State v. StutelbergAnnotate this Case
328 N.W.2d 735 (1983)
STATE of Minnesota, Respondent, v. Mark Alan STUTELBERG, Appellant.
Supreme Court of Minnesota.
January 21, 1983.
Thomson, Hawkins & Engh and Paul C. Engh, St. Paul, for appellant.
Hubert H. Humphrey III, Atty. Gen., St. Paul, Thomas L. Johnson, County Atty., Vernon E. Bergstrom, Chief, Appellate Section, Richard Osborne, J. Michael Richardson, Asst. County Attys., and Beverly J. Wolfe, Minneapolis, for respondent.
Considered and decided by the court en banc without oral argument.
AMDAHL, Chief Justice.
Defendant was charged by indictment with murder in the second degree, Minn. *736 Stat. § 609.19 (1980), and was found guilty by a district court jury of the lesser included offense of third-degree murder, Minn. Stat. § 609.195 (1980) (felony murder). The trial court sentenced defendant to 176 months in prison, which is the presumptive term for this offense (severity level IX) by a person with defendant's criminal history score (four). On this appeal from judgment of conviction, defendant seeks an outright reversal or a reduction to first-degree manslaughter on the ground that the evidence of his guilt of third-degree murder was legally insufficient. Alternatively, he seeks a new trial on the ground that he was prejudiced by the trial court's erroneous admission of certain evidence and by the prosecutor's failure to make full disclosure. We affirm.
The state's evidence sufficiently established that defendant fired a shot that killed the victim, as defendant and an accomplice, who testified against him at trial, were committing a robbery of a cocaine dealer. The defendant therefore was properly found guilty of violating Minn.Stat. § 609.195 (1980).
Defendant's first claim of prejudicial error concerns the trial court's admission of evidence that a syringe was found in the glove compartment of the car which defendant was driving when he was arrested, and evidence that the defendant had stolen the car. Defense counsel did not object to the evidence that the car was stolen and therefore defendant is deemed to have forfeited his right to have this issue considered on appeal. Defense counsel did object to the admission of the evidence that a syringe was found in defendant's constructive possession but did not object to other evidence concerning defendant's actual use of a syringe to inject himself with cocaine both before and after the robbery and shooting. We therefore need not address the issue of the admission of the syringe because, given the other evidence, its admission could not have been prejudicial.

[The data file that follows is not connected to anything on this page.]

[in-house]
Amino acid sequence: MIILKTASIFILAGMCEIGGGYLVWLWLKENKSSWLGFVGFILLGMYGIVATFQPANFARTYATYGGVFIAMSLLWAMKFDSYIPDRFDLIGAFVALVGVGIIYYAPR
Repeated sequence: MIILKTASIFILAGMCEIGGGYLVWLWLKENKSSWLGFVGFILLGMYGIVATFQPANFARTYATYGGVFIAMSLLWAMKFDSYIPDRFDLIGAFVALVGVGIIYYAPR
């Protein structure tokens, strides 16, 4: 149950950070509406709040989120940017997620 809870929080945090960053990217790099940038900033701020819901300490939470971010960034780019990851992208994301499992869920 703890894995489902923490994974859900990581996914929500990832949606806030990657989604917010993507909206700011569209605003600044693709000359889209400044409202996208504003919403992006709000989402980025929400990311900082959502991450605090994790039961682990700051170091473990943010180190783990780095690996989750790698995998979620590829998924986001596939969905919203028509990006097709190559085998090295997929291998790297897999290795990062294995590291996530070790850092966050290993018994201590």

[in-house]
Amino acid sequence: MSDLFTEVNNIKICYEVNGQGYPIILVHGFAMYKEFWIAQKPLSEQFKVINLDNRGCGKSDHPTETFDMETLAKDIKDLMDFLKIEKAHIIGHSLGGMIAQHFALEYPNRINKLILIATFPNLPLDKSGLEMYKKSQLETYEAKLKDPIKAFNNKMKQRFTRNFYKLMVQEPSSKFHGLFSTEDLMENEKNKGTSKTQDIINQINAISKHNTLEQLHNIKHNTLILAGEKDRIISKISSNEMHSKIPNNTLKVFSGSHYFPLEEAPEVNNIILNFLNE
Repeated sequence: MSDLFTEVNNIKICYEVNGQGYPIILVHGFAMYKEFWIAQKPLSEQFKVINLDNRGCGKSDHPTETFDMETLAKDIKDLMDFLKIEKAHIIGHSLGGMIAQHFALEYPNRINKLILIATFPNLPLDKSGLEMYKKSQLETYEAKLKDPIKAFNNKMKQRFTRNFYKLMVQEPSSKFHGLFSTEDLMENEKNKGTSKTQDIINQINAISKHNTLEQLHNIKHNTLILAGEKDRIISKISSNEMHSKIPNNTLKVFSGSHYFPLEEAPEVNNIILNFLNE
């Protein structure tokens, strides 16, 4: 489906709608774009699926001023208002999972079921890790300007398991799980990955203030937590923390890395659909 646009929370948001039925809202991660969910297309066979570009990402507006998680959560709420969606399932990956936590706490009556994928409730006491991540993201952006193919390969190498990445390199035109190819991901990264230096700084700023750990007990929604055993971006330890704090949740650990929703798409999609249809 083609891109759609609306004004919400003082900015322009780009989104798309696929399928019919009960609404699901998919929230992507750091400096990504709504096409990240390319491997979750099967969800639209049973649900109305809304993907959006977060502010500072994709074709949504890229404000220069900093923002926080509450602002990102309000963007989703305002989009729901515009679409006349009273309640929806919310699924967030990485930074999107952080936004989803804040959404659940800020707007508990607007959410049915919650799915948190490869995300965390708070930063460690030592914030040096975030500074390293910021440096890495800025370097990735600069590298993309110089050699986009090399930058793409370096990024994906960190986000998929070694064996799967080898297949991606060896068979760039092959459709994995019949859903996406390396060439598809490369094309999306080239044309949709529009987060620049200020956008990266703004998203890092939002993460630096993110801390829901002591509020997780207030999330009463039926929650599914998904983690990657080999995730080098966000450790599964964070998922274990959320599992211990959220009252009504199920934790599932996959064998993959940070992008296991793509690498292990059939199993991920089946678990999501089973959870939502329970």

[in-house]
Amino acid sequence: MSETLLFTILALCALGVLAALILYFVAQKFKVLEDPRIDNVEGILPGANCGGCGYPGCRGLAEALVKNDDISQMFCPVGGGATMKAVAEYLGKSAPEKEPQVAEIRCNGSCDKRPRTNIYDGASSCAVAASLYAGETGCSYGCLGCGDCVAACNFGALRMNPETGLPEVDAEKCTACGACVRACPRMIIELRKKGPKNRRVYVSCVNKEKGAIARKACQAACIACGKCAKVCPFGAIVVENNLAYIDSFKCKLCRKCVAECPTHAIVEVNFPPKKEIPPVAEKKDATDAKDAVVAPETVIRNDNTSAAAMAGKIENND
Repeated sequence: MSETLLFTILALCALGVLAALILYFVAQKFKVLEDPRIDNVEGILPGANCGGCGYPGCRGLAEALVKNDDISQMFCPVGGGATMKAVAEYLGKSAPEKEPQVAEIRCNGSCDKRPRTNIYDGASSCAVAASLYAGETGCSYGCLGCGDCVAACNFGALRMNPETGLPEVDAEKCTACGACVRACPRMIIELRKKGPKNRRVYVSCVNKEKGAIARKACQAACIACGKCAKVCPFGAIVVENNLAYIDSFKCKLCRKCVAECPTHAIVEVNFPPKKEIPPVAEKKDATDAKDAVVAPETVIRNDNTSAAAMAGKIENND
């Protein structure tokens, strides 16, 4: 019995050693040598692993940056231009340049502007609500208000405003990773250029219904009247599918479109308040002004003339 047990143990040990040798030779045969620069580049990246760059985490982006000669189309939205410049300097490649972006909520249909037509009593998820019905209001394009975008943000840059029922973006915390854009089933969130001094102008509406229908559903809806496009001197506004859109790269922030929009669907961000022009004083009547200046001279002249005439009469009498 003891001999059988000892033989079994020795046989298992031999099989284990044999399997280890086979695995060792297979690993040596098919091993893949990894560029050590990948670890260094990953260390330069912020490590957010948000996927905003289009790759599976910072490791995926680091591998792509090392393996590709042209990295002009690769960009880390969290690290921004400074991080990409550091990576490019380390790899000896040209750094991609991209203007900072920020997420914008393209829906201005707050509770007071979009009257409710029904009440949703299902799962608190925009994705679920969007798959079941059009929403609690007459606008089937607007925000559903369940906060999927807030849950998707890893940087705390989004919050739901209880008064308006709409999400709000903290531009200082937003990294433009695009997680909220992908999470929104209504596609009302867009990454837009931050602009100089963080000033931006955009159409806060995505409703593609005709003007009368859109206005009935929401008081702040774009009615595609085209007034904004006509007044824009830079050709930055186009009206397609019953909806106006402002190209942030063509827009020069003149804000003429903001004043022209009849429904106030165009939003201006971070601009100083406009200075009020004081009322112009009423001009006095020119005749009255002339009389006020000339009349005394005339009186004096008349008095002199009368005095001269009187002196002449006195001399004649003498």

Defendant's final contention is that he was prejudiced by the prosecutor's failure to provide defense counsel with a copy of a statement a defense witness made to police after the prosecution learned that the defense would be calling that witness. We do not approve of the prosecutor's failure to disclose this statement before trial. See State v. Schwantes, 314 N.W.2d 243 (Minn. 1982). However, defense counsel did not move to bar the prosecutor's use of the statement during cross-examination, and on redirect examination defense counsel established that the statement was not significantly inconsistent with the witness' trial testimony for the defense. Accordingly, defendant is not entitled to a new trial on this ground.